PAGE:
Would you rather have tens of thousands of customers who collectively spend a lot of money but their spending rises and falls with the gross domestic product, or a couple of dozen customers who spend almost as much on your product but who do so with massive checks that are not always predictable?
For Intel, this question is moot because it has both kinds of customers, and sometimes they both take a slight pause at exactly the same time. This is precisely what happened for Intel’s Data Center Group in the second quarter of 2016, as revenue growth slowed as enterprises cut back on spending and hyperscalers and cloud builders did likewise. Unfortunately for Intel, the slowdown in revenues for Data Center Group coincided with higher costs relating to the 14 nanometer manufacturing processes used in the “Broadwell” Xeon E5 processors launched in March and the Xeon E7 chips that made their debut in June, basically bookending the second quarter. So Intel had increasing costs as revenues did not grow as much as Wall Street might have been expecting and this put a pinch on profits.
For its part, Intel was not surprised, and the top brass at Intel said in a conference call going over the numbers for the quarter that Data Center Group actually did a little better than it was forecasting internally, and perhaps more importantly, during the second half of the year as the 14 nanometer processes mature on Broadwell Xeon parts (reducing costs) and customers ramp up their use of these chips while at the same time buying up the SKU stack, Data Center Group revenues will get back on track to double-digit revenue growth and gross margins will get back to something closer to the normal 50 percent level that this part of Intel has enjoyed since basically taking over compute in the datacenter in the early 2000s.
In the quarter ended in on July 2, Intel’s overall revenues rose by 2.6 percent to $13.53 billion, but after taking a $1.41 billion hit for restructuring charges relating to its layoff of approximately 12,000 employees – about 11 percent of its workforce – that was announced back in April, net income fell by more than half to $1.33 billion. Those restructuring charges are about $200 million higher than expected, but will save Intel something on the order of $750 million in costs in 2016 and have an annual run rate of around $1.4 billion in 2017. Basically, there is a twelve-month payback on the layoffs, which is not a bad payback so long as it does not hurt the business by losing so many people.
Intel had $8.17 billion in cash and short-term investments, $9.5 billion in trading assets, $5.39 billion in securities, and $3.57 billion in long-term investments on its balance sheet as the second quarter came to an end, and this was offset by $4.56 billion in short term debt and $24.1 billion in long-term debt. Considering that Intel shelled out a whopping $16.7 billion to acquire FPGA maker Altera as the 2016 year got rolling, its balance sheet is pretty well . . . balanced. But clearly Intel is restructuring itself to be able to maintain its profits and get more cash than debt even as the PC industry continues to slump and it faces increasing competition in the compute and memory sectors.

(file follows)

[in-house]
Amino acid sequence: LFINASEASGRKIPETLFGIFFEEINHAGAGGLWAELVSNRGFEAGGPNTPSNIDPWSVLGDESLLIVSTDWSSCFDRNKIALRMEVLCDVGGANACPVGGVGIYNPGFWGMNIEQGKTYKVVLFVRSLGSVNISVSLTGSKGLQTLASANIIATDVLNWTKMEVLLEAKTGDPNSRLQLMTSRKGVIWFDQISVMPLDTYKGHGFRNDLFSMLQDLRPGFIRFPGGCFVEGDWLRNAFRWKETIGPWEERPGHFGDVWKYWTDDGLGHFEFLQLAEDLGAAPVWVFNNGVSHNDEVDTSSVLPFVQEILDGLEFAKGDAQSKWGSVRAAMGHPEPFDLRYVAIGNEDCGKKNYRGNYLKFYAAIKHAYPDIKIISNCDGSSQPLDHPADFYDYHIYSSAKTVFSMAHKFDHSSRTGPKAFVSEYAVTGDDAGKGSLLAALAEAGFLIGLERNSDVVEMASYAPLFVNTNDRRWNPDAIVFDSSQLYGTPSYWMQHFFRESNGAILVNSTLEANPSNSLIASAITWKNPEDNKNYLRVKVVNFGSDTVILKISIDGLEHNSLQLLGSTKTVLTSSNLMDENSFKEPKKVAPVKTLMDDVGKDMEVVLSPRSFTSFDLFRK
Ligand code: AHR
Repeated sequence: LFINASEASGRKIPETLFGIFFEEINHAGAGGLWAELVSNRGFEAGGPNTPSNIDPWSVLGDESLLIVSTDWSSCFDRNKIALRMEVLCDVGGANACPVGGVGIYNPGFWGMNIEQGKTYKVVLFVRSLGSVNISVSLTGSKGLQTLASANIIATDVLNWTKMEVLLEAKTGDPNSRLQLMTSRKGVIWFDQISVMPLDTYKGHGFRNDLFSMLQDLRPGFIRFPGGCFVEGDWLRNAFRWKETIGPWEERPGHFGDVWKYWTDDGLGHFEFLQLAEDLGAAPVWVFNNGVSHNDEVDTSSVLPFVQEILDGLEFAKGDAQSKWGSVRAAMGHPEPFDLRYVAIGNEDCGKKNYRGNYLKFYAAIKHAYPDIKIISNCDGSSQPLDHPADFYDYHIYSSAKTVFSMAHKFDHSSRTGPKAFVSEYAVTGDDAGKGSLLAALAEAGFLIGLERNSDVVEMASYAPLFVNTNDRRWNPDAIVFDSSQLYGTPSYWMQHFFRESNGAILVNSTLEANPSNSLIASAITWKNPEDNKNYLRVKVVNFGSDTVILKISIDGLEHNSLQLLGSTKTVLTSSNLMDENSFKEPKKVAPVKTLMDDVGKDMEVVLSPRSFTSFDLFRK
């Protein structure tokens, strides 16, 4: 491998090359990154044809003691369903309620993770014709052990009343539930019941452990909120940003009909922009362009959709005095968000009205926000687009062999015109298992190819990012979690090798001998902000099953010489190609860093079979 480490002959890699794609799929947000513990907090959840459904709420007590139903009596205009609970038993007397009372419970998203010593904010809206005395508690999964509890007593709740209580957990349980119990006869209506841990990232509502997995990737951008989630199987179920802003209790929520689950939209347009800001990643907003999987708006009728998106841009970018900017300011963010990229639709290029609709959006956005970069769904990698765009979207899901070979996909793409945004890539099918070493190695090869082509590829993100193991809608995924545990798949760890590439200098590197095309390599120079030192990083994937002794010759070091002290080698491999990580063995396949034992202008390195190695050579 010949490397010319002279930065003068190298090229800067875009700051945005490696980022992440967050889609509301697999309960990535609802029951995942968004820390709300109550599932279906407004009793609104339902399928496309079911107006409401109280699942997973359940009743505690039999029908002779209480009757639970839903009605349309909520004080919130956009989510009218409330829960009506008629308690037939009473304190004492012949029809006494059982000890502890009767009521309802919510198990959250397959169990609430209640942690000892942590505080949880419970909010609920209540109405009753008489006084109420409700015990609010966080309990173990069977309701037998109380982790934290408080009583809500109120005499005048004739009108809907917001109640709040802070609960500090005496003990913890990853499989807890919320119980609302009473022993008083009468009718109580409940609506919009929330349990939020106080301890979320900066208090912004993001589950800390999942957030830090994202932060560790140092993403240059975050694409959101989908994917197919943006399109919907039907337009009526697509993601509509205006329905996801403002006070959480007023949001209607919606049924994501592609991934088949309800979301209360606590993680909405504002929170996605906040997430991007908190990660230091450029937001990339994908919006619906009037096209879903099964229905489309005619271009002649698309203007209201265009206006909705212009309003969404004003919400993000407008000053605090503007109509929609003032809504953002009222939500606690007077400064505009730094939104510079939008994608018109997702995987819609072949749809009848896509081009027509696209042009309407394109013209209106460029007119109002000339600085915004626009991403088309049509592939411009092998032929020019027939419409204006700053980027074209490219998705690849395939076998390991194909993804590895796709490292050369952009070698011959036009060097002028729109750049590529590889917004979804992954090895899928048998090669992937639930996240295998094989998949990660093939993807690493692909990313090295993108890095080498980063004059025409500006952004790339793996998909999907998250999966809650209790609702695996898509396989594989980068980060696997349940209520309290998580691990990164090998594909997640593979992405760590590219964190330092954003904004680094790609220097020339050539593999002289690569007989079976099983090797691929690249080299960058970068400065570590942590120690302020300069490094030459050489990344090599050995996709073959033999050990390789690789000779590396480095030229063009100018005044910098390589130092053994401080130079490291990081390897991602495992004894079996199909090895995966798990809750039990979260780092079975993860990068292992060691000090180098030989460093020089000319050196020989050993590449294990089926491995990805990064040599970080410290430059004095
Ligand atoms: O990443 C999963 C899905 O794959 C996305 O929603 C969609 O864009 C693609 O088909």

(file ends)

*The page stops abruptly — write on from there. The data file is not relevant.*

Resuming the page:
The Data Center Group continues to throw off juicy profits, but as we pointed out, things are a bit leaner than usual. In the second quarter, this key part of Intel posted just over $4 billion in sales, up 4.5 percent from the year-ago period; operating income for the Data Center Group fell by 4.2 percent to $1.76 billion.
Intel CEO Brian Krzanich said on the call with Wall Street that revenues from cloud service providers (which includes hyperscalers and cloud builders) rose by 9 percent, quite a bit cooler than the normal 20-plus percentage growth that these companies normally drive. Ditto for communications service providers, who have been growing at a similar pace in recent quarters but who saw a slowdown to only 10 percent growth in the quarter. Spending on chips, chipsets, and motherboards aimed at enterprise customers, which still represent the majority of sales for Data Center Group, fell by 1 percent and this may be a good indicator of the true state of the global economy. (Or more precisely, an accurate indicator of a less-than-stellar situation.)
“We achieved some critical milestones in the quarter that give us confidence in our growing momentum as we enter the second half of the year,” Krzanich said, adding that Intel is seeing an “ongoing preference for performance up and down the pricing stack,” including Atom and Xeon D chips at the low end to Xeon E5s in the middle to Xeon E7s and Xeon Phis at the high end. Ironically, the expanding adoption of low-end X86 chips among network equipment providers pushed down average selling prices for chips in the network infrastructure segment to fall by 1 percent in the quarter. This was offset by the use of fatter and more expensive Xeons by enterprises, hyperscalers, and cloud builders.
The “Knights Landing” Xeon Phi processor also helped drive up revenues and average selling prices, too, and Krzanich said that in the first two quarters of the year, Xeon Phi revenues grew by a factor of 8X compared to the first six months of 2015; he did not elaborate on how much revenue this was, but given the efficiencies of the Xeon Phi over the Xeons, each Xeon Phi can replace around three or four Xeons in terms of single precision and double precision floating point math, depending on the Xeon SKU, there has to be some self impact here as tens of thousands of Xeon Phi units roll out.